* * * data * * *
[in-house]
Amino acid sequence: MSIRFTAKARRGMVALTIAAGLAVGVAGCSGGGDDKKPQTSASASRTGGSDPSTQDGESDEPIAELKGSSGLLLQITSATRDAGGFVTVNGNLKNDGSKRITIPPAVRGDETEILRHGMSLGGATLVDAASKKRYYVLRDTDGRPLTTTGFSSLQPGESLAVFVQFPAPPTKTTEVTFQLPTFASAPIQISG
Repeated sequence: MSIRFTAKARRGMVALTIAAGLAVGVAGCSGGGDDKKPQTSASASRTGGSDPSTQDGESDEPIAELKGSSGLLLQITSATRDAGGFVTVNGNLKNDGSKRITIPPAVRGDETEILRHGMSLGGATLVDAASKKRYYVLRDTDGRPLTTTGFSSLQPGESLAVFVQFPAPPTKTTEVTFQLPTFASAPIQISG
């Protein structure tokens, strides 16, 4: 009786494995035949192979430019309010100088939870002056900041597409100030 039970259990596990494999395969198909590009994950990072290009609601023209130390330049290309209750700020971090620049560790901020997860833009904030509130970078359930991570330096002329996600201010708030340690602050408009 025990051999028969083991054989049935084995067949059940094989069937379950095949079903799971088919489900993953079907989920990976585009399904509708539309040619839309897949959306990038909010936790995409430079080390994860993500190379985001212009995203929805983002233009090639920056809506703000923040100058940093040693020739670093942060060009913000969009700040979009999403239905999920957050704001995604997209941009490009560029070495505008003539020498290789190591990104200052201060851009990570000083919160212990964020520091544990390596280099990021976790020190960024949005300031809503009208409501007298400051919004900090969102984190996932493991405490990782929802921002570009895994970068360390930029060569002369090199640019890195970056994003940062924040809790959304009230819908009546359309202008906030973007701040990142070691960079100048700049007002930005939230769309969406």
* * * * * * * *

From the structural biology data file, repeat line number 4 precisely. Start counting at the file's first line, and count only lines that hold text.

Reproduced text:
């Protein structure tokens, strides 16, 4: 009786494995035949192979430019309010100088939870002056900041597409100030 039970259990596990494999395969198909590009994950990072290009609601023209130390330049290309209750700020971090620049560790901020997860833009904030509130970078359930991570330096002329996600201010708030340690602050408009 025990051999028969083991054989049935084995067949059940094989069937379950095949079903799971088919489900993953079907989920990976585009399904509708539309040619839309897949959306990038909010936790995409430079080390994860993500190379985001212009995203929805983002233009090639920056809506703000923040100058940093040693020739670093942060060009913000969009700040979009999403239905999920957050704001995604997209941009490009560029070495505008003539020498290789190591990104200052201060851009990570000083919160212990964020520091544990390596280099990021976790020190960024949005300031809503009208409501007298400051919004900090969102984190996932493991405490990782929802921002570009895994970068360390930029060569002369090199640019890195970056994003940062924040809790959304009230819908009546359309202008906030973007701040990142070691960079100048700049007002930005939230769309969406």